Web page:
Barranquero Café, a new coffee shop currently soft-opening at 324 E. Calder Way in the city of State College, Penn., is offering coffee-drinkers not only a uniquely Colombian experience, but one that’s fairly unique to Colombians as well. At the heart of it is an exclusive agreement with the Colombian grower-roaster-retailer Café Jesús Martín, a quality-forward seed-to-cup company whose primary goal has been, to this point, to raise local Colombian coffee consumption standards by reserving their high-quality product for domestic appreciation.
The Barranquero Café is now the sole seller of Café Jesús Martín in the U.S., and Café Jesús Martín will be its sole supplier. The shop takes its name from a species of bird native to the region where the coffees are grown, and offers a line of nine coffees, all Colombian, either grown or sourced and roasted by Café Jesús Martín.
Susan Jermusyk, a former ER technician, is the manager and co-owner of the shop in State College, while her uncle, Gerry Kistler, is the man that forged the connection. It was Kistler who moved from Pennsylvania to Colombia several years ago and set off to explore the country in search of the best coffee he could find.
Eventually Kistler found himself in the tiny, picturesque Colombian mountain town of Salento, where the uncharacteristically up-to-date Café Jesús Martín serves its own locally grown, processed and roasted coffees as espresso, chemex, pourovers, Aeropress and other brew methods, alongside pastries and light lunch and dinner. The owner, Jesús Bedoya, comes from a long line of Colombian coffee farmers; the name of his business combines his own with his grandfather’s, and just a few blocks away from the Salento store is the Jesús Martín roastery, where a Probat L12 turns out coffees far fresher and of higher quality than what’s typically found in a Colombian retail setting.
There are multiple Jesús Martín cafes spread around the region, all serving strictly Colombian coffees from Bedoya’s and other farms with which he coordinates for a variety of different cultivars, elevations and processing methods. From the Salento flagship, Bedoya offers day-long tours of his nearby farms and processing mills as well as the Salento roastery. It’s an experience that caters mostly to tourists, but the hope is to also bring locals into the elevated craft-coffee culture found in so many other places around the world.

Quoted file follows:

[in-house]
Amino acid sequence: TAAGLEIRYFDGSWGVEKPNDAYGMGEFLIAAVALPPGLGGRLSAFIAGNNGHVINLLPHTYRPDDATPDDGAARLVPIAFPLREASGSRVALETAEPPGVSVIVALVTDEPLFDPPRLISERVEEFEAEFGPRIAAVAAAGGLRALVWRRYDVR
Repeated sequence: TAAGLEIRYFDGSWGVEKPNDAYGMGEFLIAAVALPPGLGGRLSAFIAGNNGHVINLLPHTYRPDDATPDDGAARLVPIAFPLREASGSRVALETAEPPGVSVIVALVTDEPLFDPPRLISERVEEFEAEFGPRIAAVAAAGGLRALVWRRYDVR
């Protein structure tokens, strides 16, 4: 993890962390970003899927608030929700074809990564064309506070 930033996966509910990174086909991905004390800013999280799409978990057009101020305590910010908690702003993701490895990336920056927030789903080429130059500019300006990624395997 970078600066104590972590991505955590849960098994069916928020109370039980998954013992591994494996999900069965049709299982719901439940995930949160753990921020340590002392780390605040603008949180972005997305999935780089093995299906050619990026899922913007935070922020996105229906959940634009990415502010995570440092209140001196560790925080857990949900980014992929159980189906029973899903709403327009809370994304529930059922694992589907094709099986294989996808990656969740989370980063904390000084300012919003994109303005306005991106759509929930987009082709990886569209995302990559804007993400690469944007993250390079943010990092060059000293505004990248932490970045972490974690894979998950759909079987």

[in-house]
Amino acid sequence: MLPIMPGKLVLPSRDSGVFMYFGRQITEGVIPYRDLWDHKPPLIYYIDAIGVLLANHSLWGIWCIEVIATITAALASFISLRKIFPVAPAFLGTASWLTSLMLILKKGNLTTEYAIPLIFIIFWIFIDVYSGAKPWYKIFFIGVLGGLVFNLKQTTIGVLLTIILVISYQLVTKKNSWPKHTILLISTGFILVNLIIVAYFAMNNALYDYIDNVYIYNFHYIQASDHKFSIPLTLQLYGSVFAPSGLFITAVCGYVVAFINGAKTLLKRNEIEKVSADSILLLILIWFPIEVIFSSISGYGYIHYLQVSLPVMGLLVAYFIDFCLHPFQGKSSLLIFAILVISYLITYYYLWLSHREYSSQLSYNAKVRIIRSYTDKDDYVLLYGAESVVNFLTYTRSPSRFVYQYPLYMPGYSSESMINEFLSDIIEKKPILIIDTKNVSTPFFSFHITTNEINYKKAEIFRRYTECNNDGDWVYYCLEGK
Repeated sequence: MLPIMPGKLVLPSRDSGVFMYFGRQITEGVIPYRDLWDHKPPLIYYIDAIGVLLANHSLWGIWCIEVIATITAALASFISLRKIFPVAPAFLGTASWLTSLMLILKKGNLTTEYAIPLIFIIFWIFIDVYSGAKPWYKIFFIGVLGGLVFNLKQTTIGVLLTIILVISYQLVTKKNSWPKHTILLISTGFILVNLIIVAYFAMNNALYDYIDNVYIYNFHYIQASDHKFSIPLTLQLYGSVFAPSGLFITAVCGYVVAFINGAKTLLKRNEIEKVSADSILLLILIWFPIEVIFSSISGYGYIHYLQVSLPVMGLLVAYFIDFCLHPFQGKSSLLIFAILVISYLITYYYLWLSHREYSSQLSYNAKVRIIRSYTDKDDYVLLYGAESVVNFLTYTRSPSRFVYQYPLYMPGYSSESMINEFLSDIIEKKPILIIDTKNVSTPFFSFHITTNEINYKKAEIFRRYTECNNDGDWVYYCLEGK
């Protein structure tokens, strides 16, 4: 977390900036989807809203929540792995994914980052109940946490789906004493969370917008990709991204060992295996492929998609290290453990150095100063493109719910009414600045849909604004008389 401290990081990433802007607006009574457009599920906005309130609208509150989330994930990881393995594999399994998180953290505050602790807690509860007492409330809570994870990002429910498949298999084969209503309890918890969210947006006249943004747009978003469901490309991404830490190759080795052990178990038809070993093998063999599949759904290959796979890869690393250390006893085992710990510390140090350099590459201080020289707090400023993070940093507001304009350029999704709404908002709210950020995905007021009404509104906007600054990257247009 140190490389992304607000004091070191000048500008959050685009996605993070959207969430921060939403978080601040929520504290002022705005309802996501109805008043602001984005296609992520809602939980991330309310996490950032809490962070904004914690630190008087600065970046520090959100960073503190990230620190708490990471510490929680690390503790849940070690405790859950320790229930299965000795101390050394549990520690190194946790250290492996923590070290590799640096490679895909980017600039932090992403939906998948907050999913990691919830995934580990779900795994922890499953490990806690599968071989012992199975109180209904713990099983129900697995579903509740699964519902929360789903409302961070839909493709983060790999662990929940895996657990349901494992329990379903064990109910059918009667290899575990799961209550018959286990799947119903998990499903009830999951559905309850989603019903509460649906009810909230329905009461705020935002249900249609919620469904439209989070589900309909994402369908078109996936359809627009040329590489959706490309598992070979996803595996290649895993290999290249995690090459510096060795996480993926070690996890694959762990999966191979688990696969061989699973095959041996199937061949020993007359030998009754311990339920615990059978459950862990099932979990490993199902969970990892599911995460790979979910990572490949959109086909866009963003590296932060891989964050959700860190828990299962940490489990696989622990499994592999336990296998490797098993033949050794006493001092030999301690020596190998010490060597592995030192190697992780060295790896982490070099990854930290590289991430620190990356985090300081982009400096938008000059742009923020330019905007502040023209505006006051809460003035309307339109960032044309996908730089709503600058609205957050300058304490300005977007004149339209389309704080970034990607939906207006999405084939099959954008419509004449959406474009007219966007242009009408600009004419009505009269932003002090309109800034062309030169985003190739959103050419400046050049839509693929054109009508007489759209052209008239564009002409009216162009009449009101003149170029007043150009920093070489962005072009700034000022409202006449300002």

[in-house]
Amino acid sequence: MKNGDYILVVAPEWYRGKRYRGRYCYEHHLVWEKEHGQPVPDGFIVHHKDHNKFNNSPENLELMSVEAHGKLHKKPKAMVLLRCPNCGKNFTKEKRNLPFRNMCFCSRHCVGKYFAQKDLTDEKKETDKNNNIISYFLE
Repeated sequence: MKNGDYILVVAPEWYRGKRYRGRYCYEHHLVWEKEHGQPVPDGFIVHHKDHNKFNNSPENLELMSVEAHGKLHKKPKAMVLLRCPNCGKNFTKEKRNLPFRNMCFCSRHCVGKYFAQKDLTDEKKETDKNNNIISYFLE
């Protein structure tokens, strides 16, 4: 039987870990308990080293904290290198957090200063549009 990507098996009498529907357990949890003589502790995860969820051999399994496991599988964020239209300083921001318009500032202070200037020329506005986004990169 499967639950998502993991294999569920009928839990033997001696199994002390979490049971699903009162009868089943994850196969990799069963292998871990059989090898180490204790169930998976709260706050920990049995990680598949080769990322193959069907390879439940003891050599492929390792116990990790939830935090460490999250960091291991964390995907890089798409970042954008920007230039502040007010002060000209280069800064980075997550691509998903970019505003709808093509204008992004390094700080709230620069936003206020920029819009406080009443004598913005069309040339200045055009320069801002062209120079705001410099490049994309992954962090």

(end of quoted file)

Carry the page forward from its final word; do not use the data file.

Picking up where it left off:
Kistler was taken in by the coffee and the experience and approached Bedoya about a deal, which the proud but protective Bedoya at first refused. “Part of what he’s doing is trying to teach Colombians to drink a better cup of coffee,” Jermusyk told Daily Coffee News of Bedoya’s frustration with a system that reserves the best for export and leaves coffee-growing Colombians with a second-rate product at home.
“He’s trying to keep some of the good stuff in Colombia,” said Jermusyk. “But I think it was also like, ‘Hey, here’s this gringo and I don’t know him, and he’s trying to take my coffee and sell it in the States.’ He was like, ‘Eeeh, I don’t know about you.'”
And yet, said Jermusyk, her uncle kept coming back, enjoying the coffee, chatting with Bedoya, gradually forming a bond of friendship worthy also of Bedoya’s trust in business. Jermusyk also visited several times and the two families came together, ultimately agreeing upon an arrangement that has come to fruition in Pennsylvania this month.
The 1,700-square-foot Barranquero Café in State College seats up to 48 people at a time, either on the main level or up in a mezzanine they built into the extra tall space, which used to be part of a movie theater. Brewed offerings come by way of Hario V60 pourovers, Chemex and soon siphon brewers as well as house-made cold-brew. A three-group Nuova Simonelli Aurelia T3 facilitates espresso, just as one does in Salento, and a short menu of snacks includes Colombian specialties such as empanadas, pan de queso and coffee brownie made from a Colombian recipe.
“Once we open officially and get into our rhythm, we plan to expand the menu a little bit with some more Colombia treats,” said Jermusyk, who could see potentially opening a second shop a year or two down the line.
In the shorter term she looks forward to holding events after hours in the shop on Calder Way. “I’d really like to get more into education,” Jermusyk said. “We’ll be doing some classes in the evening for people who want to learn to brew at home or who want to learn more about coffee.”
The official grand opening of the Barranquero Café will be on April 20th.